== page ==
'Roseanne' canceled after Roseanne Barr's racist tweet about Valerie Jarrett

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The hit revival of the ABC sitcom “Roseanne” was canceled Tuesday, hours after the show’s star Roseanne Barr‘s racist tweet about former Obama adviser Valerie Jarrett.

Barr’s post early Tuesday morning, which has since been deleted, said that Jarrett, who is African-American, was a product of the Muslim Brotherhood and “Planet of the Apes” — “muslim brotherhood & planet of the apes had a baby=vj.” She has since apologized.

The tweet sparked a public firestorm, including from “Roseanne” star Sara Gilbert. It also prompted Wanda Sykes, a consulting producer, to quit the show in the leadup to the cancellation.

“Roseanne’s Twitter statement is abhorrent, repugnant and inconsistent with our values, and we have decided to cancel her show,” said Channing Dungey, the president of ABC Entertainment, in a statement.

In a tweet, Bob Iger, chairman and CEO of Disney, said there was “only one thing to do.”

ABC television group and ABC News are both owned by Disney.

Iger called Jarrett before publicly announcing that the show was canceled.

At an MSNBC town hall on racism Tuesday night, Jarrett thanked Iger for calling her. “I want to mention Bob Iger, who is the CEO of Disney called me before the announcement, he apologized, he said he had zero tolerance for that sort of racist, bigoted comment and he wanted me to know before he made it public that he was cancelling his show and so I appreciate that they did that so swiftly,” she said, adding that she thought it was the right move.

Barr’s comparison of Jarrett, a longtime Obama family confidante and lawyer, to an ape and the assertion that she has a connection to the organization Muslim Brotherhood, which she does not, stoked immediate anger on social media.

Gilbert, who played Barr’s daughter on the show, condemned Barr’s tweet. “Roseanne’s recent comments about Valerie Jarrett, and so much more, are abhorrent and do not reflect the beliefs of our cast and crew or anyone associated with our show,” she tweeted.

In another post, she mourned the end of the sitcom reboot on Twitter.

Before the cancellation, Twitter users called the remarks racist and bigoted, asking ABC’s television group and Disney if she would be allowed to continue on the show.

And amidst the backlash, Sykes, an African-American actress and consulting producer on the show, tweeted that she wouldn’t be returning to “Roseanne.”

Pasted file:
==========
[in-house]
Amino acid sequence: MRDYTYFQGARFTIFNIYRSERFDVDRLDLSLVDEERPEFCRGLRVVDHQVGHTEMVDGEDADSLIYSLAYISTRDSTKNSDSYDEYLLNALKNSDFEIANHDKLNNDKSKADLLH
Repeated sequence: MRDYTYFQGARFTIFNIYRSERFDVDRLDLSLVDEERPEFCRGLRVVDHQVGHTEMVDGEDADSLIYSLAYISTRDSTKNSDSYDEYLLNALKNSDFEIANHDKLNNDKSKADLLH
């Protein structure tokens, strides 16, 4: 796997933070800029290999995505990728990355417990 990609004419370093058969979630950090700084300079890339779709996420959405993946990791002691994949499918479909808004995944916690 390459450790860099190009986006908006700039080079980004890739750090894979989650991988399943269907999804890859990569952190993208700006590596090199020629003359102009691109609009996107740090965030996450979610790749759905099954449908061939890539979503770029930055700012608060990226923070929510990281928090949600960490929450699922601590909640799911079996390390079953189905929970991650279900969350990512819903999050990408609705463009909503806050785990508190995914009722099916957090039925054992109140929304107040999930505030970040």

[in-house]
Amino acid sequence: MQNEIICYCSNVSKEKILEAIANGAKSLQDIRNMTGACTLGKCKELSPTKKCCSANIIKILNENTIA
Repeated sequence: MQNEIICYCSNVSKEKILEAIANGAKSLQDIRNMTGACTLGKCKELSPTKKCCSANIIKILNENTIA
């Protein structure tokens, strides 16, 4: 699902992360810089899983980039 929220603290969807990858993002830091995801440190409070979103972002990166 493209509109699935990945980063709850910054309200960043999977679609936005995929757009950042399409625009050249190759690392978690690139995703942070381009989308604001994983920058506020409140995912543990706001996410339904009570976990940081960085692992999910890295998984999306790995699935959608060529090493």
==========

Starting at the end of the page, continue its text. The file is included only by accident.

Jarrett, who is from the president’s hometown of Chicago, is not Muslim and is not a member of the Muslim Brotherhood, Egypt’s oldest and largest Islamic organization, according to research by the fact-checking website Snopes.

The unsubstantiated claim that she practices Islam arose at times during her tenure in the Obama administration.

Barr deleted the initial tweet and apologized hours after the original comment, though not before tweeting that Islam is not a race and includes “EVERY RACE of people,” an apparent dispute to calls that the tweet was racist. Islam is the religion practiced by Muslim people around the world.

In her apology, Barr called the tweet a “bad joke about her politics and her looks.” She also said she was “leaving Twitter,” but didn’t specify if that meant deleting her account.

Barr regularly tweets about politics and is an avid supporter of President Donald Trump, as is the character she plays on the ABC sitcom.

On Monday, Barr falsely tweeted that Chelsea Clinton was married to Democratic donor George Soros’ nephew. She later corrected herself. The daughter of former President Bill Clinton and presidential nominee Hillary Clinton is married to Marc Mezvinsky.

On “Good Morning America” in March when the show “Roseanne” first aired its hit reboot, Barr told ABC News’ Chief Anchor George Stephanopoulos that she received a congratulatory call from Trump, who she said she’s known for a long time.

The call was “exciting,” she said, and in the interview, she reflected on a need for more “civilized” conversation in the country.

“That’s what we need to do as a country is figure out what we don’t like, talk to each other and discuss how we’re going to get it changed or fixed,” Barr said. “I really hope that it opens up civil conversation between people instead of just of mud-slinging. I really do because I think we need to be more civilized in that,” she said.

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